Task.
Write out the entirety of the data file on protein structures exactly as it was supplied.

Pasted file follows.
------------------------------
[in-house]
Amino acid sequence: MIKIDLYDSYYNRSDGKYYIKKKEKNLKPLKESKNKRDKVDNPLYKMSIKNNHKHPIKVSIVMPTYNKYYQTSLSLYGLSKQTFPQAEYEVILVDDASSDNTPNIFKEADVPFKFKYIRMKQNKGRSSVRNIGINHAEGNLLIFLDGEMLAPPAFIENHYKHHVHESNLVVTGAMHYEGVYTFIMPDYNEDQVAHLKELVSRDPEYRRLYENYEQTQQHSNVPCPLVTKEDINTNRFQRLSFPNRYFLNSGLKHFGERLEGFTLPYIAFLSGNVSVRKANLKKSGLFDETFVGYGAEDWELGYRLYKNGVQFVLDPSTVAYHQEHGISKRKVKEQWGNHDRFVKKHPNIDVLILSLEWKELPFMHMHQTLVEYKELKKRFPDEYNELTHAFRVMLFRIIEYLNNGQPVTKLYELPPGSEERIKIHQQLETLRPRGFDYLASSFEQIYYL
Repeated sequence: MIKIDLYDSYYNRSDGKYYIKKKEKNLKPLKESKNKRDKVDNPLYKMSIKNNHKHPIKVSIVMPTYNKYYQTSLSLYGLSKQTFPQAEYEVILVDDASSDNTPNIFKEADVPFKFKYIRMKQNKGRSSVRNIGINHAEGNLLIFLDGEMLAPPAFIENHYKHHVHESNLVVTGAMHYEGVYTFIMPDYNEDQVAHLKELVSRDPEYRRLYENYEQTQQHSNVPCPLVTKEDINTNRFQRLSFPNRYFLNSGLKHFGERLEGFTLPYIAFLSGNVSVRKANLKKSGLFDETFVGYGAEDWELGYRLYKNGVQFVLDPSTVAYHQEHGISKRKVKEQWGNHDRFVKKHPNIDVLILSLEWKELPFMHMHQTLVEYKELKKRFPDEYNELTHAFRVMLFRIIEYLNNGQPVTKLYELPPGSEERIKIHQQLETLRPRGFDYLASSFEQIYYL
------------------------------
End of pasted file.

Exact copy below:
[in-house]
Amino acid sequence: MIKIDLYDSYYNRSDGKYYIKKKEKNLKPLKESKNKRDKVDNPLYKMSIKNNHKHPIKVSIVMPTYNKYYQTSLSLYGLSKQTFPQAEYEVILVDDASSDNTPNIFKEADVPFKFKYIRMKQNKGRSSVRNIGINHAEGNLLIFLDGEMLAPPAFIENHYKHHVHESNLVVTGAMHYEGVYTFIMPDYNEDQVAHLKELVSRDPEYRRLYENYEQTQQHSNVPCPLVTKEDINTNRFQRLSFPNRYFLNSGLKHFGERLEGFTLPYIAFLSGNVSVRKANLKKSGLFDETFVGYGAEDWELGYRLYKNGVQFVLDPSTVAYHQEHGISKRKVKEQWGNHDRFVKKHPNIDVLILSLEWKELPFMHMHQTLVEYKELKKRFPDEYNELTHAFRVMLFRIIEYLNNGQPVTKLYELPPGSEERIKIHQQLETLRPRGFDYLASSFEQIYYL
Repeated sequence: MIKIDLYDSYYNRSDGKYYIKKKEKNLKPLKESKNKRDKVDNPLYKMSIKNNHKHPIKVSIVMPTYNKYYQTSLSLYGLSKQTFPQAEYEVILVDDASSDNTPNIFKEADVPFKFKYIRMKQNKGRSSVRNIGINHAEGNLLIFLDGEMLAPPAFIENHYKHHVHESNLVVTGAMHYEGVYTFIMPDYNEDQVAHLKELVSRDPEYRRLYENYEQTQQHSNVPCPLVTKEDINTNRFQRLSFPNRYFLNSGLKHFGERLEGFTLPYIAFLSGNVSVRKANLKKSGLFDETFVGYGAEDWELGYRLYKNGVQFVLDPSTVAYHQEHGISKRKVKEQWGNHDRFVKKHPNIDVLILSLEWKELPFMHMHQTLVEYKELKKRFPDEYNELTHAFRVMLFRIIEYLNNGQPVTKLYELPPGSEERIKIHQQLETLRPRGFDYLASSFEQIYYL